Miss Adeline Westley
23 rue Saint Paul
24 November 1902
Darling, I am so happy for you! I must ask you, however, not to allow Eduard Steichen to take you away to America! I shall not survive it. It is quite bad enough to have the Channel between us, I do not think I could abide to be separated by the Atlantic! When he proposes, you must use your wiles to convince him to take up residence in England. I must also ask you to note my opinion concerning Peter, however you may choose to regard it. Addie, as you are being courted by a renowned artist who is handsome, charming, and obviously enamored of you, I think it entirely inappropriate for you to compare said gentleman with Peter, and really quite daffy that Peter should come out the better in your view. There, I have written it. You are a dear girl, Addie, but I do question your judgment when it comes to my brother.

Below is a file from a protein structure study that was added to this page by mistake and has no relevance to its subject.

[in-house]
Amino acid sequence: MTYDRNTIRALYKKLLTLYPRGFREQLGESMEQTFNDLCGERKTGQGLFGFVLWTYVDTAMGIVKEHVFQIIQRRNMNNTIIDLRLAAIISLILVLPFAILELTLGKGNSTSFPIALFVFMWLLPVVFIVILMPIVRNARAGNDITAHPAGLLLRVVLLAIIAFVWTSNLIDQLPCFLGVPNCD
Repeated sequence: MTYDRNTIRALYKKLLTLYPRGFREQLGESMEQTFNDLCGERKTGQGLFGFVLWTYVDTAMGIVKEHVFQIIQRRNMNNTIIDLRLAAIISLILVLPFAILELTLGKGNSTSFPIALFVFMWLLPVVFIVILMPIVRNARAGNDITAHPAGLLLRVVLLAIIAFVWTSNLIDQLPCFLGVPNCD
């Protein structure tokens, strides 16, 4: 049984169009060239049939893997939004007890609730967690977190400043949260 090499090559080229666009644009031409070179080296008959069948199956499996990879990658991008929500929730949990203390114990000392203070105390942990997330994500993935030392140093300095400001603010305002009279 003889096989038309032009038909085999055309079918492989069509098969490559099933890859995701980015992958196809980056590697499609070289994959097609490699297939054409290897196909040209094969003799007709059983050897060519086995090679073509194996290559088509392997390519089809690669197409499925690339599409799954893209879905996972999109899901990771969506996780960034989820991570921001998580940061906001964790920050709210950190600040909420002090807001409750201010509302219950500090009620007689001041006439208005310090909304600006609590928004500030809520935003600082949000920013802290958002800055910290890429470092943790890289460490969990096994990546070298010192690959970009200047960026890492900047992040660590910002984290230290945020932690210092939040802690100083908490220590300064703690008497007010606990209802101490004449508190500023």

I must tell you about Bonfire Night. Peter and I were to take the GWR to Bridgwater. It was only as we left for Paddington Station that Peter deigned to inform me that he had invited a few of his Oxford chums to join us for the Carnival, and only upon the actual appearance of said chums that I discovered who was among them. Imagine my chagrin, Addie, as the crowd parted just enough for me to spy Stuart Hill waiting next to the train with Phillip Davies and another fellow I didn’t recognize. I knocked Peter in the arm as squarely as I could. Peter feigned innocence, of course, but I am sure he only invited Stuart to antagonize me. I decided at that moment not to play into Peter’s hands. I vowed if Stuart or Peter or any one of those cursed boys should attempt to rile me, I should not rise to it. The unknown young man was introduced to me as John Blackstone. And so I greeted them all quite civilly, boarded the train, and proceeded to courteously ignore them for the entirety of the journey. When we arrived at Bridgwater I was the first of our group to disembark, and a glorious scene awaited me outside the station.